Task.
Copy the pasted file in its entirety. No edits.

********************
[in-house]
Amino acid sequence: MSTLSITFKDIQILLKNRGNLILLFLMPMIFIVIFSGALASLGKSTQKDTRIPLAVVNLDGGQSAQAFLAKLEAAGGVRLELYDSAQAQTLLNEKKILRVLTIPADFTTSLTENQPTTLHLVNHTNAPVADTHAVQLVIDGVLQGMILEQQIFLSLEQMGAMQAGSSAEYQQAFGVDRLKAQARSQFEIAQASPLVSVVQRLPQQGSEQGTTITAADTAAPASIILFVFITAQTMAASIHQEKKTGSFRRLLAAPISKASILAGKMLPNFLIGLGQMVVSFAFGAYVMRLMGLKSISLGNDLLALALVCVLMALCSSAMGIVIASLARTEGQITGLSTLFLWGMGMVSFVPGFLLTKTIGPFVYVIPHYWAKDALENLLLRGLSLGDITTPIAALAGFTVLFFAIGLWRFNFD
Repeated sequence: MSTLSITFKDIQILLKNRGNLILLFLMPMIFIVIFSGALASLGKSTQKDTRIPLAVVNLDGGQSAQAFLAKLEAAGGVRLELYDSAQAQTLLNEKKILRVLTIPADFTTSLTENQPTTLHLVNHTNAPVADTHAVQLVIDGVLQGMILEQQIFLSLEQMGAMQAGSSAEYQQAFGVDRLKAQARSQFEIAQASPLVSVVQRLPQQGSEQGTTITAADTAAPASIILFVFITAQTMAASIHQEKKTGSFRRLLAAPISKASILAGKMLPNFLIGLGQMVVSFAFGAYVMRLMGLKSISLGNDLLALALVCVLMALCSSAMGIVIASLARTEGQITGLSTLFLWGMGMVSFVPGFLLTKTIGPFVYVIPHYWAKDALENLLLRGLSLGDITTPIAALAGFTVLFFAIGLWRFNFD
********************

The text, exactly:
[in-house]
Amino acid sequence: MSTLSITFKDIQILLKNRGNLILLFLMPMIFIVIFSGALASLGKSTQKDTRIPLAVVNLDGGQSAQAFLAKLEAAGGVRLELYDSAQAQTLLNEKKILRVLTIPADFTTSLTENQPTTLHLVNHTNAPVADTHAVQLVIDGVLQGMILEQQIFLSLEQMGAMQAGSSAEYQQAFGVDRLKAQARSQFEIAQASPLVSVVQRLPQQGSEQGTTITAADTAAPASIILFVFITAQTMAASIHQEKKTGSFRRLLAAPISKASILAGKMLPNFLIGLGQMVVSFAFGAYVMRLMGLKSISLGNDLLALALVCVLMALCSSAMGIVIASLARTEGQITGLSTLFLWGMGMVSFVPGFLLTKTIGPFVYVIPHYWAKDALENLLLRGLSLGDITTPIAALAGFTVLFFAIGLWRFNFD
Repeated sequence: MSTLSITFKDIQILLKNRGNLILLFLMPMIFIVIFSGALASLGKSTQKDTRIPLAVVNLDGGQSAQAFLAKLEAAGGVRLELYDSAQAQTLLNEKKILRVLTIPADFTTSLTENQPTTLHLVNHTNAPVADTHAVQLVIDGVLQGMILEQQIFLSLEQMGAMQAGSSAEYQQAFGVDRLKAQARSQFEIAQASPLVSVVQRLPQQGSEQGTTITAADTAAPASIILFVFITAQTMAASIHQEKKTGSFRRLLAAPISKASILAGKMLPNFLIGLGQMVVSFAFGAYVMRLMGLKSISLGNDLLALALVCVLMALCSSAMGIVIASLARTEGQITGLSTLFLWGMGMVSFVPGFLLTKTIGPFVYVIPHYWAKDALENLLLRGLSLGDITTPIAALAGFTVLFFAIGLWRFNFD